Property owners feeling tax pinch
For 17 years, town of Tunica residents paid no municipal property tax, as gaming taxes grew and replaced ad valorem taxes as the primary revenue source.
“It’s been great,” commented Tunica mayor Chuck Cariker at last Friday’s town budget and tax hearing.
Now, however, with gaming taxes declining and Tunica County withholding the town’s portion of the local gaming tax, reserves are depleting rapidly. Town officials voted July 28 to reinstate a property tax, starting with the 2015 tax year.
Cariker explained that a 20 mill tax will produce about $160,000 in new revenue for the town’s general fund. He added that aldermen had also approved a proposed three mill tax for the Tunica library and four mills for solid waste collection.
Several citizens who attended the hearing asked why town officials opted to propose the highest millage possible.
Team is having positive impact on community’s health
The message about safe sleeping practices for infants has resonated in Tunica County and resulted in a noteworthy tally of zero infant deaths related to sudden infant death syndrome (SIDS) for the past couple of years in the county, according to Tunica County Coroner Glenn Grant.
“Tunica County has really been blessed,” he said.
One project that may have contributed to the county’s success in this area is the Healthy Start Initiative, which is brought to the county by Tougaloo College’s Delta Health Partners. Delta Health Partners has worked to reduce infant mortality among high-risk and underserved residents of the Mississippi Delta for more than 15 years.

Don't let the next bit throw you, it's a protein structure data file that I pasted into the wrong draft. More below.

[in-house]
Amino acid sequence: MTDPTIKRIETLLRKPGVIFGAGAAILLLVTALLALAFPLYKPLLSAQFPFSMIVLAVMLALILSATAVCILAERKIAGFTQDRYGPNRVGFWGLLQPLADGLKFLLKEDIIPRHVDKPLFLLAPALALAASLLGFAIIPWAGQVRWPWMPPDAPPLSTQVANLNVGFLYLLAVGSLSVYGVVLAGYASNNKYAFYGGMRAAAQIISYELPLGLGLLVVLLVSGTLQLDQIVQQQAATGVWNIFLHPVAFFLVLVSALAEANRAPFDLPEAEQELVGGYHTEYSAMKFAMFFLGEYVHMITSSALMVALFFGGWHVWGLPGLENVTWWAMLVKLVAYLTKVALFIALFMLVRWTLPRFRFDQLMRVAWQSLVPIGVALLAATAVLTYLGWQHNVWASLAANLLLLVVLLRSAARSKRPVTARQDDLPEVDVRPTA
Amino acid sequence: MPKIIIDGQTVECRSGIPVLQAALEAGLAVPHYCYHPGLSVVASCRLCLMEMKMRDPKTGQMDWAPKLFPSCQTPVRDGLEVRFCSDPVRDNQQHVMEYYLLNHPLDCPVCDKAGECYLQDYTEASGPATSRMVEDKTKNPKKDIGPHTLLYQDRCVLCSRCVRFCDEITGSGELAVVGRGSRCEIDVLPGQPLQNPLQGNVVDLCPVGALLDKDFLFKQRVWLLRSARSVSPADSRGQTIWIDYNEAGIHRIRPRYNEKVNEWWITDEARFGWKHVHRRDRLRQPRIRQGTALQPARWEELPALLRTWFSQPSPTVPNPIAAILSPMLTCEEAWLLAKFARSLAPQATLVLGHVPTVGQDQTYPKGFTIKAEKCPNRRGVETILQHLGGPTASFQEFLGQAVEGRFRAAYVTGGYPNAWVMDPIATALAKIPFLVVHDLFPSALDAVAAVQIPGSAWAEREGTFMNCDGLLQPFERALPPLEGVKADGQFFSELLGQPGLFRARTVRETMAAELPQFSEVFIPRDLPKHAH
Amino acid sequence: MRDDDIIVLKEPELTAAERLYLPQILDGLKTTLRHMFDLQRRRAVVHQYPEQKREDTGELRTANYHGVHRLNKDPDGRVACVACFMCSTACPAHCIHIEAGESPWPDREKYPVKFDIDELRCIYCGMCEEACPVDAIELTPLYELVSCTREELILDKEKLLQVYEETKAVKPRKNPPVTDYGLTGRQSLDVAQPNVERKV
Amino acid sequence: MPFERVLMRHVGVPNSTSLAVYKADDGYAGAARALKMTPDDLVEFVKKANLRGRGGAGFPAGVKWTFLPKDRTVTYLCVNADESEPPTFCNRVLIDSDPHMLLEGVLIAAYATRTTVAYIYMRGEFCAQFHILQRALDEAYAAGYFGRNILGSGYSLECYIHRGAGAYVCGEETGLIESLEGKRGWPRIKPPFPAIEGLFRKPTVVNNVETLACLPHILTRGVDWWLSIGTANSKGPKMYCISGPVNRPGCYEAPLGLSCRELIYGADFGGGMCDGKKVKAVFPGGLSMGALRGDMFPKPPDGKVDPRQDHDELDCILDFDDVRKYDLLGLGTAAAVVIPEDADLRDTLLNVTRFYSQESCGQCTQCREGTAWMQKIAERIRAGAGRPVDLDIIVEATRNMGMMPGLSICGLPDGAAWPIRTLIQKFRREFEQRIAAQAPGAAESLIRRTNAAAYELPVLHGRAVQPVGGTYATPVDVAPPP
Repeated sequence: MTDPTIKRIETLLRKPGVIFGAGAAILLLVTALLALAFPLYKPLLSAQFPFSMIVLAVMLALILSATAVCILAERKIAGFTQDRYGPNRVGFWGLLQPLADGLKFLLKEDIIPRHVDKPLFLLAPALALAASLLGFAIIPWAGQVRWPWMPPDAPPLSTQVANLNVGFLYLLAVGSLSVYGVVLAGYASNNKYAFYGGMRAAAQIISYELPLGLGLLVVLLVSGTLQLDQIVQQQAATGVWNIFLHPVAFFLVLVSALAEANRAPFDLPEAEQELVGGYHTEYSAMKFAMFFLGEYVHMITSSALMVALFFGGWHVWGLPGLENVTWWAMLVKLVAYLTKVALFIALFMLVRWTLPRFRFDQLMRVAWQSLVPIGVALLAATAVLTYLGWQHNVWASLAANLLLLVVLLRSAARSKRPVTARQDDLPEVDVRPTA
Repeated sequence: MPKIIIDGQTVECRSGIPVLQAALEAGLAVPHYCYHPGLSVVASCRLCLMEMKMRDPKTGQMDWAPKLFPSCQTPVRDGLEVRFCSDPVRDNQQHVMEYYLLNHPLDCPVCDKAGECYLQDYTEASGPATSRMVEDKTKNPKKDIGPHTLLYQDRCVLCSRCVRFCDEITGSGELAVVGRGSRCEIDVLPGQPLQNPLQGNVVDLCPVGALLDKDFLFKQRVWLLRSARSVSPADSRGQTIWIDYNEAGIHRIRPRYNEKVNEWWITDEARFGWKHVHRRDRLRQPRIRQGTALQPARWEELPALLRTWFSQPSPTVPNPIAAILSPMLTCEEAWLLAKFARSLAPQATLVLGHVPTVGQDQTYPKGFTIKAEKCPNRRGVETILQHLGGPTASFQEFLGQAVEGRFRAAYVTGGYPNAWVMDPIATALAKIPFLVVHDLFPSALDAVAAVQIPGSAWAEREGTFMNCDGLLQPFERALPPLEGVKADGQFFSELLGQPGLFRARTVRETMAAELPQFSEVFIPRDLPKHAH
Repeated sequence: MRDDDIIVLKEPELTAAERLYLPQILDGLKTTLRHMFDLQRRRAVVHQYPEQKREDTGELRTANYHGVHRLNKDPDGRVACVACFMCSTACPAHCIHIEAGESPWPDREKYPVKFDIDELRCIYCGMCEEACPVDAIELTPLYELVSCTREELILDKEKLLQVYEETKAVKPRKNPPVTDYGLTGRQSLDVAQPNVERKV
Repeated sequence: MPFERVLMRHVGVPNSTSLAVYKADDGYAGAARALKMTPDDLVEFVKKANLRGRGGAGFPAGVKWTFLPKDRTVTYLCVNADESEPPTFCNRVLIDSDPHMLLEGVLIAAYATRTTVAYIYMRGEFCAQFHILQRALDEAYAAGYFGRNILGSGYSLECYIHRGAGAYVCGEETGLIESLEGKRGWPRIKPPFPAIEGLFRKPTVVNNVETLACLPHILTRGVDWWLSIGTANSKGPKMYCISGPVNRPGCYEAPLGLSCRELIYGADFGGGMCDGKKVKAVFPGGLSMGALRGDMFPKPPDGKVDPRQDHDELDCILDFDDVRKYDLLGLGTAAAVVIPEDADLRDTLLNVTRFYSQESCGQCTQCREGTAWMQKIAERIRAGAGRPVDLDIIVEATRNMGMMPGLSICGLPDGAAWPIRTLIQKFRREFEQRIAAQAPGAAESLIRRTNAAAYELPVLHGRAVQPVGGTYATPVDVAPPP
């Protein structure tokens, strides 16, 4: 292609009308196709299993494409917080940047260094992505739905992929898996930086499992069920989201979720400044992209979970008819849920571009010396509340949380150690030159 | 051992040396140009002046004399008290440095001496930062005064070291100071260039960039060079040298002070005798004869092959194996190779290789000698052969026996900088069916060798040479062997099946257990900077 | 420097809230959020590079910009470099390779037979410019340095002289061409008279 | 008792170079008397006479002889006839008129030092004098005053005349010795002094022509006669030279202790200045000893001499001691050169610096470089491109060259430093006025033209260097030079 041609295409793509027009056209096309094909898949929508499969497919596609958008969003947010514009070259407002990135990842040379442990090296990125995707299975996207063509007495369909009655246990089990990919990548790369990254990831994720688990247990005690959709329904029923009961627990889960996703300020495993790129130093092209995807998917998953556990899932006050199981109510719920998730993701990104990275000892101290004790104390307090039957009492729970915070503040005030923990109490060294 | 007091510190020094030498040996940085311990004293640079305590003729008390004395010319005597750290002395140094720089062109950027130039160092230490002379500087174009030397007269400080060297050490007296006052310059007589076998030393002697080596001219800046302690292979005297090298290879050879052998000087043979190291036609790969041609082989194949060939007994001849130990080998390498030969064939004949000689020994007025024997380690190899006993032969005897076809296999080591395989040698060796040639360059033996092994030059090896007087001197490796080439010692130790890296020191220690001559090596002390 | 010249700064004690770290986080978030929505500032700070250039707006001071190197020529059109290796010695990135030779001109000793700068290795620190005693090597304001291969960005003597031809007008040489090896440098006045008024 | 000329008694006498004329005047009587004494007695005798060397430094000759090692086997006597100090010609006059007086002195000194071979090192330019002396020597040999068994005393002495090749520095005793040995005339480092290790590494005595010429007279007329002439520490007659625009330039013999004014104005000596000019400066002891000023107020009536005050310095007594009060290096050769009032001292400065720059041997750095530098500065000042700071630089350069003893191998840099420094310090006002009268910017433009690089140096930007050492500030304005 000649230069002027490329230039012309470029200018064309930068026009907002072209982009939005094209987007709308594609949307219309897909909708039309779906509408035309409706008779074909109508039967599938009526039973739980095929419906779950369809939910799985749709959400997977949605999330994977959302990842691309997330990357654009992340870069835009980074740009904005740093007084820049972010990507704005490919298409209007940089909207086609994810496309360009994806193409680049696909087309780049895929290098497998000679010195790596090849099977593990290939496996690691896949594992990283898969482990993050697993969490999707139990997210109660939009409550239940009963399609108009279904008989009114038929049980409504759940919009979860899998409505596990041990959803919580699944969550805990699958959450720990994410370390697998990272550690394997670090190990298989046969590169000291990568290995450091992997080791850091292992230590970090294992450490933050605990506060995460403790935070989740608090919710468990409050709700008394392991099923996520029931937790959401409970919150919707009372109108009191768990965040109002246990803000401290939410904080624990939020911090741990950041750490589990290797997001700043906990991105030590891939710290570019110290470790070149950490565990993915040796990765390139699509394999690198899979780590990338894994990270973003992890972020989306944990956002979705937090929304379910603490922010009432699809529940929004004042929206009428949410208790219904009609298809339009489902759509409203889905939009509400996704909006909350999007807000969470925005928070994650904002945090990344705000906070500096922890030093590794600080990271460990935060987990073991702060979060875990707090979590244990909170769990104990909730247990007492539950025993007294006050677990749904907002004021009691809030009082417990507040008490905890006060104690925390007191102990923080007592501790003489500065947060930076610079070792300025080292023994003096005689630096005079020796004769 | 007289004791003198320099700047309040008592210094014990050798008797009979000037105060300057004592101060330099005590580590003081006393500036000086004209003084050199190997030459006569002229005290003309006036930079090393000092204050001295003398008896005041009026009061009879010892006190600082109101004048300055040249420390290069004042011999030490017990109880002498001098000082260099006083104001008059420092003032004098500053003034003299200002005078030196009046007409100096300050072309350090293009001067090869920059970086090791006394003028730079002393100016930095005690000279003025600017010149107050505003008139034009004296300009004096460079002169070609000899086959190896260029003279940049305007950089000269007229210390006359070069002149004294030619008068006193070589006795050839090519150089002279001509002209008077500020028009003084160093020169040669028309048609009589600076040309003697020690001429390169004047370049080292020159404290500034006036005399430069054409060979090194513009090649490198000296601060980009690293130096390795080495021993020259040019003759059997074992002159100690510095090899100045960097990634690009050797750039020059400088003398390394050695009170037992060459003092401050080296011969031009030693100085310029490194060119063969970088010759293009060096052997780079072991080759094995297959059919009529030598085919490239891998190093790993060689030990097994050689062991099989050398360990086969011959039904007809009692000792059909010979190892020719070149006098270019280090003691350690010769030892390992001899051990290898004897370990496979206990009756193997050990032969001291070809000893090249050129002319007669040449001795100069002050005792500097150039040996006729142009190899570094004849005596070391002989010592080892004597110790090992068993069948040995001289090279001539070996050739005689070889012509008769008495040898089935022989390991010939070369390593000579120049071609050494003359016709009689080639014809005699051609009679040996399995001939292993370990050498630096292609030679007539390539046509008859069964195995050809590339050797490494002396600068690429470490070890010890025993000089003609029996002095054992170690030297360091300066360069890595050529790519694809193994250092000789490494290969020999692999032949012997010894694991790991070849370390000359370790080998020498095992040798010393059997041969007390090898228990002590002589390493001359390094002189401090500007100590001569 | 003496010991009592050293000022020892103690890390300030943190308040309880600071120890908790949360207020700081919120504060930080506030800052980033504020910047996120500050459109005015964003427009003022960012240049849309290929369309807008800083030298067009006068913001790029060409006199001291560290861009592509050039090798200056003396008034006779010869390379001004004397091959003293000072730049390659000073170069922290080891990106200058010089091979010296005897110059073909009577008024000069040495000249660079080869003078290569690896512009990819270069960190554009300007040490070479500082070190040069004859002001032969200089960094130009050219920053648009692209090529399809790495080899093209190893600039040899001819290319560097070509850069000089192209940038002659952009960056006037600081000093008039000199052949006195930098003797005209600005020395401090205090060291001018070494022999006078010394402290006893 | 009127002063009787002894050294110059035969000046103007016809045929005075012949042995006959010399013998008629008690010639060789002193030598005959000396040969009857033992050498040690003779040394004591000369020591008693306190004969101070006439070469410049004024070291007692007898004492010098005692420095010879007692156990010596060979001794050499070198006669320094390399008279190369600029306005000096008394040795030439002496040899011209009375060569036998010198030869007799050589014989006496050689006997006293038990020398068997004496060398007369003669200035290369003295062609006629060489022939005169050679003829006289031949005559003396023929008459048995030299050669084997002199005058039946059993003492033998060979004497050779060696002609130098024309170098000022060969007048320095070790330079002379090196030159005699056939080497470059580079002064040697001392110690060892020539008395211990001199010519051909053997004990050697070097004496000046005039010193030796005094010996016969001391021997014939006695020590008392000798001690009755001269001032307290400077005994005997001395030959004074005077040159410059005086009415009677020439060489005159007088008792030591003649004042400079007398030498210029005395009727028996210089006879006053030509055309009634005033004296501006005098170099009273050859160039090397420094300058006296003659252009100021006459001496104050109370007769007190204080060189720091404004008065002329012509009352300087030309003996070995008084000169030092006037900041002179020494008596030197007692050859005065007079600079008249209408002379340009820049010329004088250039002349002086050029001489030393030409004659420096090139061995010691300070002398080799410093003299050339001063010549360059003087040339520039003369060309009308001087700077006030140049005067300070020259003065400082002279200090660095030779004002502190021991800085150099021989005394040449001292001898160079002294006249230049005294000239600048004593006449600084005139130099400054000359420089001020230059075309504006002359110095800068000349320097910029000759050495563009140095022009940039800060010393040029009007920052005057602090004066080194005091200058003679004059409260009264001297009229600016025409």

“Every baby deserves a healthy start,” Grant said.
Town proposes budget, tax levy
The Town of Tunica has budgeted $3,402,675 for 2015-2016, scaling back $1.7 million from what was projected for the prior fiscal year. Citizens are invited to a public hearing on the proposed budget at Town Hall today (Friday), Aug. 14 at 5:30 p.m.
New revenue sources for the town include ad valorem and library taxes. Ad valorem taxes, which will be assessed on homes inside the corporate limits, will generate approximately $160,000. The library tax is expected to produce $24,500.
Problems plague primary
A clearer picture of how the upcoming Board of Supervisors may look emerged last week, as the Democratic Executive Committee examined 108 affidavit ballots cast in the August 4 primary election.
Of that total, 39 affidavit ballots were accepted and counted and 69 rejected, all without affecting the unofficial tally from Tuesday night.
Incumbent James Dunn ultimately took 50.44 percent of the vote in District 1, just enough to avoid a run-off with the next highest vote getter, Robert Hall, in the three-way race. No candidate qualified as an Independent for the November ballot, so Dunn will earn another four year term.
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